FutureWorking-300x206Recent research by Patricia Leighton for the European freelance association EFIP has revealed the evolution of a new species – The iPro.
iPros are highly skilled self-employed individuals who work for themselves but do not employ others. They range from journalists and designers to ICT specialists and consultants. iPros represent a significant segment of professional working generally, making up 25% of all those working in professional, scientific and technical work and 22% of all those in arts and entertainment. The growth in iPros in the EU since 2004 has been remarkable. Numbers have increased by 45% from just under 6.2 million to 8.9 million in 2013, making them the fastest growing species in the EU labour market.
In spite of this growth iPros are virtually invisible in academic literature, and in official statistics they are subsumed in either self-employment or SME data. Yet they supply a competitive supply of expertise to cater for constantly changing client needs and contribute to economic growth.
To find out more about iPros, the research aimed to find out more about about them and understand the reality of their working lives. The research was carried out in two phases between June 2012 and May 2013 and, apart from iPros themselves, involved leading academics, leaders of professional bodies, trade unions, administrators and politicians familiar with issues around iPro working.

What did the research find?

The research confirmed there is a major shift in the way work is performed – a shift from having a job to working for clients: A new and exciting radical agenda based on collaboration. However, there are also barriers to being an iPro.
The importance of iPro working is increasingly being recognized as having legitimacy. However, iPros do face constant accusations of “sham” self-employment. They feel they are treated with suspicion and hostility by fiscal authorities, ignored by politicians and marginalized by the wider business community.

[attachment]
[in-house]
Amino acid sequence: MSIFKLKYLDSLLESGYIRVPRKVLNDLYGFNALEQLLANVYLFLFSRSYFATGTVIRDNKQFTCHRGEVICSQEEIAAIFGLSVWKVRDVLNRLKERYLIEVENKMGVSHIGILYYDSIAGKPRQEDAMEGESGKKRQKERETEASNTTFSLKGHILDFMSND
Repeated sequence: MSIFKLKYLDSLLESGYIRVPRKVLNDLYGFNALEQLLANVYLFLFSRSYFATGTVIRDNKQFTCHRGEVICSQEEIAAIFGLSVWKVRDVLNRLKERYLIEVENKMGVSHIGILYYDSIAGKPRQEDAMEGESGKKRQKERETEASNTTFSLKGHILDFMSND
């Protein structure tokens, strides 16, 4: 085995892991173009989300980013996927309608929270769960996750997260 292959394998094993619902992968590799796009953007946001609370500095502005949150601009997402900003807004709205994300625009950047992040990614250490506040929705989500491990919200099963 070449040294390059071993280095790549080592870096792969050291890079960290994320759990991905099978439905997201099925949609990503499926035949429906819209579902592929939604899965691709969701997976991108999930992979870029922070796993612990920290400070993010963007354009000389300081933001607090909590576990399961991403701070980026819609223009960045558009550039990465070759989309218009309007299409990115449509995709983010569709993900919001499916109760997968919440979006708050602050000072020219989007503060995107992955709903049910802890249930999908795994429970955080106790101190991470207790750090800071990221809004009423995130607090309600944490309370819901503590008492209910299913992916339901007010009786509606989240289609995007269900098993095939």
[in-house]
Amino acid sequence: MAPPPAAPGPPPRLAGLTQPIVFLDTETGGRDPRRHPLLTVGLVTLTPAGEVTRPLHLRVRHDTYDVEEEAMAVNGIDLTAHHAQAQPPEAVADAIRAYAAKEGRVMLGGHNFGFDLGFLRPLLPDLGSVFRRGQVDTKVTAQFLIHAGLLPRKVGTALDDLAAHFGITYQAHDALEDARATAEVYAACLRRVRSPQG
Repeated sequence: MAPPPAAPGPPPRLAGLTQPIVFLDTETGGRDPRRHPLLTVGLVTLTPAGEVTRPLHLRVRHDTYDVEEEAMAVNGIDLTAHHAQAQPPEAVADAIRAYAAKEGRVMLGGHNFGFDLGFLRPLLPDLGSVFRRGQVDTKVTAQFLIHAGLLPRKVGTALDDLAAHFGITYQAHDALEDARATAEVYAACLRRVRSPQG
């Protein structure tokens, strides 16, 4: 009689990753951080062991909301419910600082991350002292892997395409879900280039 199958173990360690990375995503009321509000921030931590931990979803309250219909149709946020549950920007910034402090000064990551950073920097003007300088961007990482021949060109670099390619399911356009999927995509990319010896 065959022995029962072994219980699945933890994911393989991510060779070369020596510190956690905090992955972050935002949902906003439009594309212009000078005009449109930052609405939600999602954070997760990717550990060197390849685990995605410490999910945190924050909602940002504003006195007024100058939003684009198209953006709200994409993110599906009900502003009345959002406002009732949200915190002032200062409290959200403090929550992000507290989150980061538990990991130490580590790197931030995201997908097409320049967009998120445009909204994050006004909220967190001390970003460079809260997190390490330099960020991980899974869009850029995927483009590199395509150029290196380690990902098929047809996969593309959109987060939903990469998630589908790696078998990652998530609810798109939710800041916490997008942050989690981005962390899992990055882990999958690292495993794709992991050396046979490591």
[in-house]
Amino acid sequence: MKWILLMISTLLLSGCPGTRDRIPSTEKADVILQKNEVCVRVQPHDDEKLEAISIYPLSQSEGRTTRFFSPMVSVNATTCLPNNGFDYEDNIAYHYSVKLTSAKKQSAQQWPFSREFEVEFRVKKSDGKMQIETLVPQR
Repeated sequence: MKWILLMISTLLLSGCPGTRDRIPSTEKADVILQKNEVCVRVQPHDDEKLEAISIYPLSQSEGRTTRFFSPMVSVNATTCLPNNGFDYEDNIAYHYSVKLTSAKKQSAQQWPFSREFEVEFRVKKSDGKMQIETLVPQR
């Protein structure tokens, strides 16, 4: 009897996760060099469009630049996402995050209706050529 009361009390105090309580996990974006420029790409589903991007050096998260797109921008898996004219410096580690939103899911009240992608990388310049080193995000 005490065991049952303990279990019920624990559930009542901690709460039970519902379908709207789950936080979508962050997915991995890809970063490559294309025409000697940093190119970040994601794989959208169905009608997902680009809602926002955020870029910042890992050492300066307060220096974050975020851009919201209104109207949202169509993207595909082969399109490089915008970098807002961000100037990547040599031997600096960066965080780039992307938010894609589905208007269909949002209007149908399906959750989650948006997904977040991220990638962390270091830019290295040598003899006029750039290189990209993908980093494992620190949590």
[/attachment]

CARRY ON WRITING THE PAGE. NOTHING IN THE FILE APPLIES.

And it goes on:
Even so, iPros find their way of working fulfilling. Many choosing to work in this way have rejected standard employment, which they feel requires conformity and represses creativity.
The rise of iPro working marks a distinctive shift to a more collaborative way of working. iPros value autonomy and freedom, yet to be effective they need the appropriate support. As their specific needs are not recognized, iPros have developed their own supportive environments in the form of co-working spaces and professional hubs.

Policy implications.

Placing iPros in SME or entrepreneur categories is considered misconceived. This emphasizes the definitional and categorization problems relating to iPros. Government policy favours traditional employment patterns and iPros feel that this is because they are difficult for policy makers. Policy makers tend to focus on job creation rather than work creation, an area whore iPros actively contribute. They neglect the indirect job creating potential of iPros who help businesses cut costs and become more efficient.
The findings of the research has led to a series of recommendations targeted at policy makers, professional bodies, clients of iPros and iPros themselves.
The recommendations relate to:

  • Awareness, recognition and the contribution of iPro working.
  • Finding a voice for iPros.
  • Training and development.
  • Providing support for iPros.

If implemented, these recommendations will enable iPros’ contribution to businesses and economies to be nurtured, and iPro workers in the EU will grow at an even faster rate.
For full details regarding the policy recommendations, and to find out how much further the species can evolve, go to:
http://wp.efip.org/wp-content/uploads/2014/03/Future Working Summary.pdf
Jeremy Blezard, iPro